An Invitation to Cultural Psychology looks at the everyday life worlds of human beings through the lens of a new synthetic perspective in cultural psychology – that of semiotic dynamics.
Based on historical work from many different fields in the social and behavioural sciences, and the humanities too, this perspective applied to cultural psychology suggests that human beings are constantly creating, maintaining and abandoning hierarchies of meanings within all cultural contexts they experience. It's a perspective that leans heavily on the work of the great French philosopher, Henri Bergson, only now being realised as a core basis for human cultural living.
Jaan Valsiner is the founding editor of the major journal in the field, Culture & Psychology, and Editor of the Oxford Handbook of Culture and Psychology. He is the first Niels Bohr Professor of Cultural Psychology at Aalborg University in Denmark, where he leads Europe's first Research Centre on Cultural Psychology.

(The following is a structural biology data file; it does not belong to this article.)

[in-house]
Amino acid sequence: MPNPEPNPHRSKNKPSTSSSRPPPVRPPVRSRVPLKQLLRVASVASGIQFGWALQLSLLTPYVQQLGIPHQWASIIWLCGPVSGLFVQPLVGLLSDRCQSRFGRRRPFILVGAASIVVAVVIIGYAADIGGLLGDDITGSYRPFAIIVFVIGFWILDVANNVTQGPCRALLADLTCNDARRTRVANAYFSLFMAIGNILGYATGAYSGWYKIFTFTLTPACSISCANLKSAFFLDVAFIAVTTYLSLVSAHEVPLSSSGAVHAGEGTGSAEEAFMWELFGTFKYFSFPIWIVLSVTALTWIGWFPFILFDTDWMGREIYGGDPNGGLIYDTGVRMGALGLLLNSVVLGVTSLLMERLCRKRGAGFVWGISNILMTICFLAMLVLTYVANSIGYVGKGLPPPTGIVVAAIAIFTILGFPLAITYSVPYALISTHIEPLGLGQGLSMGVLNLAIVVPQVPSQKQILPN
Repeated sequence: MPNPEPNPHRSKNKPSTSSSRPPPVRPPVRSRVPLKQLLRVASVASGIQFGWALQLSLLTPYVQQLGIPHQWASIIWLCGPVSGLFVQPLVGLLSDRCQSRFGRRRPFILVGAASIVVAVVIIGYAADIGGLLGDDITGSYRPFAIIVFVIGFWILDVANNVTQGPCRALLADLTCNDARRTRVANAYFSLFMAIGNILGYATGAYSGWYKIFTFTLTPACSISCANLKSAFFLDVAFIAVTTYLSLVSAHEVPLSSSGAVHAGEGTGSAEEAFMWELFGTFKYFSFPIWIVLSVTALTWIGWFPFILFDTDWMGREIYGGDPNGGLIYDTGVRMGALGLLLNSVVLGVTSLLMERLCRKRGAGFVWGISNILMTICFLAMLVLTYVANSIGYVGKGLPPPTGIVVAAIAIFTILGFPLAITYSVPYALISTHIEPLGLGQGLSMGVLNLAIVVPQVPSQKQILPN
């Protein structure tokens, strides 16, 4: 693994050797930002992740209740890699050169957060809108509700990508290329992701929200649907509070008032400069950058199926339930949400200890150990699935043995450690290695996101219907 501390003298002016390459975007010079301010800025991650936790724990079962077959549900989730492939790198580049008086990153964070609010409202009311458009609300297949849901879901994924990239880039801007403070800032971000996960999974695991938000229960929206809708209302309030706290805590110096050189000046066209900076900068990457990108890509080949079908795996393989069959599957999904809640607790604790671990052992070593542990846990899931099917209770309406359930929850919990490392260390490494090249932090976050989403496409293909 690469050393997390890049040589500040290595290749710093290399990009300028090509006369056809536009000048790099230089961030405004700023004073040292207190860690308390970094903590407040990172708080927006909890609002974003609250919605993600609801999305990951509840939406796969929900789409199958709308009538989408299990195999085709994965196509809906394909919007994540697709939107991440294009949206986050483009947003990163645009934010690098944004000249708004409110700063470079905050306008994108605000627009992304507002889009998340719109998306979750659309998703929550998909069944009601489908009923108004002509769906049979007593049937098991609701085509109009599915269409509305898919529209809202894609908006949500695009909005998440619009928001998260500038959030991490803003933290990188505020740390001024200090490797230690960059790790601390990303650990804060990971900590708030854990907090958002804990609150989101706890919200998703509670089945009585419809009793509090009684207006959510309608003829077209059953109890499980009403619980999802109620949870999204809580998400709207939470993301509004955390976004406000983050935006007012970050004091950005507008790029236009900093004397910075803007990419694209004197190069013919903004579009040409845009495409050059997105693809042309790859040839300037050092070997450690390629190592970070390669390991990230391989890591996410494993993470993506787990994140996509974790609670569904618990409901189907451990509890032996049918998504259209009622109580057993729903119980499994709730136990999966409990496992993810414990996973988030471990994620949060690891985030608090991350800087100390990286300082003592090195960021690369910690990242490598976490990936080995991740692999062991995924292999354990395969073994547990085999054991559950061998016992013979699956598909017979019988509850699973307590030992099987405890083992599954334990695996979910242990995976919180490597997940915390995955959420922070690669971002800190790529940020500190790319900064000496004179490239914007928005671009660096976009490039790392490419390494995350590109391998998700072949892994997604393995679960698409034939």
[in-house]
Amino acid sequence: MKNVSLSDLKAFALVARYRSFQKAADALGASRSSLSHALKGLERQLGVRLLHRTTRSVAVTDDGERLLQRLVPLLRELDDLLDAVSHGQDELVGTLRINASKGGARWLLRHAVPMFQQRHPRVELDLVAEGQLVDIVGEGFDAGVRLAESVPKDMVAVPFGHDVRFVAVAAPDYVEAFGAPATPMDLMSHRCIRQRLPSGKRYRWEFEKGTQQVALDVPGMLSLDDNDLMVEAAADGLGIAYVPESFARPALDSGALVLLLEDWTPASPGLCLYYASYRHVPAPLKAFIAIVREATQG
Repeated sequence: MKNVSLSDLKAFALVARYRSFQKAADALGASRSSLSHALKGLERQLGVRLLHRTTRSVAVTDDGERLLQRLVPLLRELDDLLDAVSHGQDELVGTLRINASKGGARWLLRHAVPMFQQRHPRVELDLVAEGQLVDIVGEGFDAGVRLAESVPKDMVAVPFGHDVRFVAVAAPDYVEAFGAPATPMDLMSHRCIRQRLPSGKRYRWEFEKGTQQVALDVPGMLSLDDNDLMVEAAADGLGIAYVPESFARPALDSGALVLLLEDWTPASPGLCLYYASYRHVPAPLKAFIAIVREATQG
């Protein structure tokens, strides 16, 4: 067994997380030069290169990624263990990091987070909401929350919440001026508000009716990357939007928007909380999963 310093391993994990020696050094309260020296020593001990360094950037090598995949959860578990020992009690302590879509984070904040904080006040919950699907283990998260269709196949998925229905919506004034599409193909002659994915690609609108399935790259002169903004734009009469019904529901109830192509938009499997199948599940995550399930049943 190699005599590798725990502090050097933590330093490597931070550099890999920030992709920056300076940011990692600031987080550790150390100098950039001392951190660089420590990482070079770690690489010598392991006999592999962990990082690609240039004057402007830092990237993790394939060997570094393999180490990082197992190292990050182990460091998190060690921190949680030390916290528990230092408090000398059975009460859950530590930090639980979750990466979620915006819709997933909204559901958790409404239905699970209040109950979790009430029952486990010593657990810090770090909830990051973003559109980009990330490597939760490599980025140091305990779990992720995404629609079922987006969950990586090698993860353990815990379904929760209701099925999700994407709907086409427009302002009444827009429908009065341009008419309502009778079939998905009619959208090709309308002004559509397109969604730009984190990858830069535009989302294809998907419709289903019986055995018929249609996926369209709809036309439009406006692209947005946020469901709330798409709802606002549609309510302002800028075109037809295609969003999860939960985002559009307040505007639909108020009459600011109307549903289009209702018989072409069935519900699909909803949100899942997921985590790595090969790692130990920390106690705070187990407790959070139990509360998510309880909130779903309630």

Chapter 4: Cultural Processes on the Borders: Constructive Internalization and Externalization
Cultural Processes on the Borders: Constructive Internalization and Externalization
The human body is the arena for the double process of internalization and externalization. Both parts of this dual process are constructive—they transform the “in-coming” messages into a new form (internalization) and compose new messages on the “output” for the social world to experience—and further internalize. Persons actively decompose messages—communicated to them by signs—and re-compose them into new intra-psychic patterns which are then constructively brought to the sphere of accessibility by others. Through such a two-fold process—analysis and synthesis—human beings remain related to one another while creating one's subjective uniqueness. This, in a nutshell, is the realm covered in this chapter: the semiotic mediation happens on the borders.